Sunday | May 26, 2002
Iraq invasion loosing steam
The Bush Administration is backpedaling from plans to attack Iraq. No surprise. Bush was eager to keep the nation on a war footing, probably surmizing his high poll numbers depended on it. However, the recent 9-11 disclosures have brought the Bush administration's competence into question. I believe that a few months of investigation leaks will further erode Bush's war glow.
But more importantly, a war against Iraq was always a near impossibility. Saudi Arabia and Kuwait both refused to take part or allow the use of US facilities on their soil. Iran was clearly out. Bahrain was non-commital, but the nation only has naval facilities the US could use. US planners planned on Turkey's help, but Ankara has legitimate fears of Iraq's breakup (including the possible creation of a hostile Kurdistan).
Thus, any invasion of Iraq would have to be carried out by airborne and marine units -- both high risk, high casualty routes. Air power would have to be provided by aircraft carriers and the distant airbase at Diego Garcia. Both would be adequate options for limited-scale strikes, but not to support a full-scale war against Iraq.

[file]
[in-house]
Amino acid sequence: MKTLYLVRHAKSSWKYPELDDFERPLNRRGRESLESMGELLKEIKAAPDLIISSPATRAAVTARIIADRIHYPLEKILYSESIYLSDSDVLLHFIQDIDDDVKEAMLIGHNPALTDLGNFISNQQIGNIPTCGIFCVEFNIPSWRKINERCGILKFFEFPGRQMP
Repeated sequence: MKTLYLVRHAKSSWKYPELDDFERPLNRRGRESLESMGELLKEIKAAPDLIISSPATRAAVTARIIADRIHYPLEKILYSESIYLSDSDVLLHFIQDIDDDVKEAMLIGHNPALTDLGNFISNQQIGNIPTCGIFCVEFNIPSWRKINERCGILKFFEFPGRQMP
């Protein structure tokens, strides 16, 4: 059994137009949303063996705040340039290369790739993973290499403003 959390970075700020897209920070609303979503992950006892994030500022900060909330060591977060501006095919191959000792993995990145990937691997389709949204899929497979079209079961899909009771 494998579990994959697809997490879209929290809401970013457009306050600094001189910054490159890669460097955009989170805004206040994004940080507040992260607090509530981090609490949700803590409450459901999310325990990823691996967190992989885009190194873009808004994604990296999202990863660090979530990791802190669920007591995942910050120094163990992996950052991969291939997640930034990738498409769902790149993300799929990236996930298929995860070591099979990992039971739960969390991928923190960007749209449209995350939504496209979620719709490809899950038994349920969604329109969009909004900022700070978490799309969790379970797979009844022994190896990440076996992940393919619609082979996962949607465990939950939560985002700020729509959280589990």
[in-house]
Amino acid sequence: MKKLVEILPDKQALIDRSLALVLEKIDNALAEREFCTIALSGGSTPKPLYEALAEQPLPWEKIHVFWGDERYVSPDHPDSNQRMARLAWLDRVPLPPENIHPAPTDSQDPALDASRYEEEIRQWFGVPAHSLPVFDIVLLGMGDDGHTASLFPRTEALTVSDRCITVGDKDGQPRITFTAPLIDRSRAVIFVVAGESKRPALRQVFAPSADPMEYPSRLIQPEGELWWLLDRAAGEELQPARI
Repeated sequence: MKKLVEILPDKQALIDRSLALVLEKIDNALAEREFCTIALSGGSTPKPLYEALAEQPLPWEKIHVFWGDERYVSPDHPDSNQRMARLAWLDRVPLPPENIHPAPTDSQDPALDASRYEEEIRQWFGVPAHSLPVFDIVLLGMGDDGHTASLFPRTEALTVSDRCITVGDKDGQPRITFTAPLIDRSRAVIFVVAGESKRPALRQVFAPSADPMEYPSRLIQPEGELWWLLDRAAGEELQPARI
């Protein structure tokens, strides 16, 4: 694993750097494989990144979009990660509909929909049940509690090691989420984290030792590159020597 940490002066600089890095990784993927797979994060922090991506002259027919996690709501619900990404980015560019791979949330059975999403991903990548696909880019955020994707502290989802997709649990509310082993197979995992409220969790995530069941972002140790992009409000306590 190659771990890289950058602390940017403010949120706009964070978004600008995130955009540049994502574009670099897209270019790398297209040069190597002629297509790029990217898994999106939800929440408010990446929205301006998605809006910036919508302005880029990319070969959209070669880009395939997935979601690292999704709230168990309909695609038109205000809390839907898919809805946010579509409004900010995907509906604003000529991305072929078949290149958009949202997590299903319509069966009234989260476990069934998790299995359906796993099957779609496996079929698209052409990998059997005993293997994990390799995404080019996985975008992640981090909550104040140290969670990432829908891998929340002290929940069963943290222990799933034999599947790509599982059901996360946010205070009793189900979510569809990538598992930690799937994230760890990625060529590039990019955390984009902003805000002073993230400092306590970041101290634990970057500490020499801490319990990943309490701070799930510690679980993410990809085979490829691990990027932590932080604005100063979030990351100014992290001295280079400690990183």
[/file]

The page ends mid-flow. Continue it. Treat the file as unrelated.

Finally, a cornered Saddam would have no incentive to hold back from using chemical, biological, or (possibly, but unlikely) nuclear weapons. And the target would be Israel. International opinion is nearly universally opposed to an attack, while Brittain's PM Blair faced a revolt within his party over initial support. Brittain's support was becoming increasingly unlikely.
Thus, while the Bushies will insist Iraq is still a target, they will do so only to keep the pressure on Saddam.Posted May 26, 2002 06:51 PM | Comments (2)